Energy harvesting continues to become an ever more important unique selling point as customers seek environmentally friendly products with long lasting battery life. The integration of solar energy harvesting started as the first real energy harvesting in consumer products in 1978 with the advent of the first solar powered calculator. Low power semiconductor chips were created specifically to run off the power generated from solar panels integrated into these calculators. Since then solar panels have been used in construction signs, emergency roadside phones, cross-walk signs, etc., all with the familiar rectangular shaped solar panels. For many designs the add-on look of the solar panel is not an issue, however what about designs that require more aesthetic appeal?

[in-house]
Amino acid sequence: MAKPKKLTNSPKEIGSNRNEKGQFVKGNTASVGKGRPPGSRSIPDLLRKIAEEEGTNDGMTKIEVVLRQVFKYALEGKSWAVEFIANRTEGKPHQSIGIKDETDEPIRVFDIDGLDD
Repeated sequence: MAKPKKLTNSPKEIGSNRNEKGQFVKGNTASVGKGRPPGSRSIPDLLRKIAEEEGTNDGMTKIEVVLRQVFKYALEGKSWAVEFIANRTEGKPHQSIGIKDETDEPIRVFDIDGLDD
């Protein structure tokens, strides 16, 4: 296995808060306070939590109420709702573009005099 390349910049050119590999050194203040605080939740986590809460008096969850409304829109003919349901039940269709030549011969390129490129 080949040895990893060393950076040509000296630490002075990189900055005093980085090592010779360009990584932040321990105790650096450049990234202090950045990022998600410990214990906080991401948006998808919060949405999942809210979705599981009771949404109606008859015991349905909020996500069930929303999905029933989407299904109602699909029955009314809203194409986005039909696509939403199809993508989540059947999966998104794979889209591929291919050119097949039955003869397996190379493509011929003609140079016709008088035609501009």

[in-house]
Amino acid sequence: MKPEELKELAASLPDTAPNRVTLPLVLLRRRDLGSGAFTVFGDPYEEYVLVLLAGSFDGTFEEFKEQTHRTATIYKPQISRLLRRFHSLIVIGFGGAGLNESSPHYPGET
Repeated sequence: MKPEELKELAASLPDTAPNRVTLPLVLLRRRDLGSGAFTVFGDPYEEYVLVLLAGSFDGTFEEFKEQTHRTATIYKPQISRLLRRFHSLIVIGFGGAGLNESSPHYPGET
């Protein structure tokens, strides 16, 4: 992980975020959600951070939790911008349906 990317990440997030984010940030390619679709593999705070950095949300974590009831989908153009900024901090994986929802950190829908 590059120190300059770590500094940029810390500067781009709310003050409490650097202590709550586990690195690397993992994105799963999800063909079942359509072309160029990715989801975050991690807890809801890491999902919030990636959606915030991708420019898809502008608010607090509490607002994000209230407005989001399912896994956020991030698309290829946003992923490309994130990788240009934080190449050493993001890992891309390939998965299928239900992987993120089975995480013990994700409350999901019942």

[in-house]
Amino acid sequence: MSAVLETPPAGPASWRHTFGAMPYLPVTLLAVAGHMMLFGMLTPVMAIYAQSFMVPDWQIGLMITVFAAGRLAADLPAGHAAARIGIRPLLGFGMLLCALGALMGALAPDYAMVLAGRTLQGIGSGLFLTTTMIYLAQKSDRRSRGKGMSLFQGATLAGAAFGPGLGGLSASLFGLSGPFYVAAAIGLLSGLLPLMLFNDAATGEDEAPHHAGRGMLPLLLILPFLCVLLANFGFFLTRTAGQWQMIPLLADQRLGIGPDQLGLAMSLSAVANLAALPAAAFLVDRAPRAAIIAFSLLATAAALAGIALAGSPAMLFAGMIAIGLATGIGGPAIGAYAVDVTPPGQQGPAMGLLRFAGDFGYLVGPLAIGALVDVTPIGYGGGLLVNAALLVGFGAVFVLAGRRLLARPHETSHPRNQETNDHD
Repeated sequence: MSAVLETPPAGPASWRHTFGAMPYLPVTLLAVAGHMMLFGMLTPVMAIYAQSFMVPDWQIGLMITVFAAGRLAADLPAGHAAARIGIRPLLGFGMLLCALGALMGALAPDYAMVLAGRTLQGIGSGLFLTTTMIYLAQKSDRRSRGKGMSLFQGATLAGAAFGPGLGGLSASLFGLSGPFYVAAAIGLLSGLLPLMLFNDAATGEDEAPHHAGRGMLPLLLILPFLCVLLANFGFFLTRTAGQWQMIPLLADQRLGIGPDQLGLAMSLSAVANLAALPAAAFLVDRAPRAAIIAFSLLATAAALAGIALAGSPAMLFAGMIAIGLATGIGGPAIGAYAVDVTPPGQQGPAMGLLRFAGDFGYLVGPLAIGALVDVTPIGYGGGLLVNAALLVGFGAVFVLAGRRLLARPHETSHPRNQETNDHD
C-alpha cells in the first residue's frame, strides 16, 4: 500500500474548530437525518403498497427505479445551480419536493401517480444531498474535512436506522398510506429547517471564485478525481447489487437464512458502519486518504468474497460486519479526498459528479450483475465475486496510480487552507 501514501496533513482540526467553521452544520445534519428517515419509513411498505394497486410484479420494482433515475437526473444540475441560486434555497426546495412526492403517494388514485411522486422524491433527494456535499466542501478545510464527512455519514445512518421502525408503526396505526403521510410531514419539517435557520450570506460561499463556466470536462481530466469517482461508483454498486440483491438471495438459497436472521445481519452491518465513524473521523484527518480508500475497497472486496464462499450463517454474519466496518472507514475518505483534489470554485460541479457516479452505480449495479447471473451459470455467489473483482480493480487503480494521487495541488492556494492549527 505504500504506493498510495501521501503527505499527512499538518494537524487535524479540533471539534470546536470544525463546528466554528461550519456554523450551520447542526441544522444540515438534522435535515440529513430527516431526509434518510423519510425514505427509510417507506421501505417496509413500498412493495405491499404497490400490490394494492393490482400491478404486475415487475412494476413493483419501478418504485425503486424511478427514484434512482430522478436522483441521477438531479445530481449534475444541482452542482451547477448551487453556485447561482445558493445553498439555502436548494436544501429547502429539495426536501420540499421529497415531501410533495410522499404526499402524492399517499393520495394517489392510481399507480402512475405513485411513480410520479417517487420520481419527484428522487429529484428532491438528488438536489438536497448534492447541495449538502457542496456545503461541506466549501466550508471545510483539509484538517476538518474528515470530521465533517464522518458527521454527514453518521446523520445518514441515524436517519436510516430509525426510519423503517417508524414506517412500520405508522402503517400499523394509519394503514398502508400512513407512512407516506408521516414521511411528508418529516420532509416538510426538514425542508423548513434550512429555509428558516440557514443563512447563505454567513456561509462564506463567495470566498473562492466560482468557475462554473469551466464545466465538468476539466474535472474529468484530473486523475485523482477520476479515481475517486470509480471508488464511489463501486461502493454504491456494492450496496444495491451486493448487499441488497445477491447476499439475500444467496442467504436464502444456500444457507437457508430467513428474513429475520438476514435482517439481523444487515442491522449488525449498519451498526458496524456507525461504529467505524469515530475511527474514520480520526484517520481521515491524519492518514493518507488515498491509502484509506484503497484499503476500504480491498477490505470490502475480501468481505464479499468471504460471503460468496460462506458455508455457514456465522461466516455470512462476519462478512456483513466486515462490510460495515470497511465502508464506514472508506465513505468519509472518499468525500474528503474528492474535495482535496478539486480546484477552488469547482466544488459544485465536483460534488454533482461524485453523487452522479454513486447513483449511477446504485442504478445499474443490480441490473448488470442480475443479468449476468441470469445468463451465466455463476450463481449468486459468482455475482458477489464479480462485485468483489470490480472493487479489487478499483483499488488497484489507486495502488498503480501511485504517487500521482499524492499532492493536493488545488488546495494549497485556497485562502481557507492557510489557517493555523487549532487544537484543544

The issue with integrating solar panels into a product in the past was that crystalline panels are of a high enough efficiency to run applications, but are not able to bend. Manufacturers wishing to integrate these panels into their products either had to find ways of designing with a rectangular, flat surface to house the solar panel or use a bracket to hold a solar panel to a pole or the product itself. Today amorphous or “thin film” solar cells have improved efficiency and can be bent or cut into almost any shape, while semiconductors have become very efficient allowing them to function on low power. Combined, these advancements allow designers to create their products with integrated solar panels to extend battery life or power the device completely, while having the freedom to design their product in the shape they wish.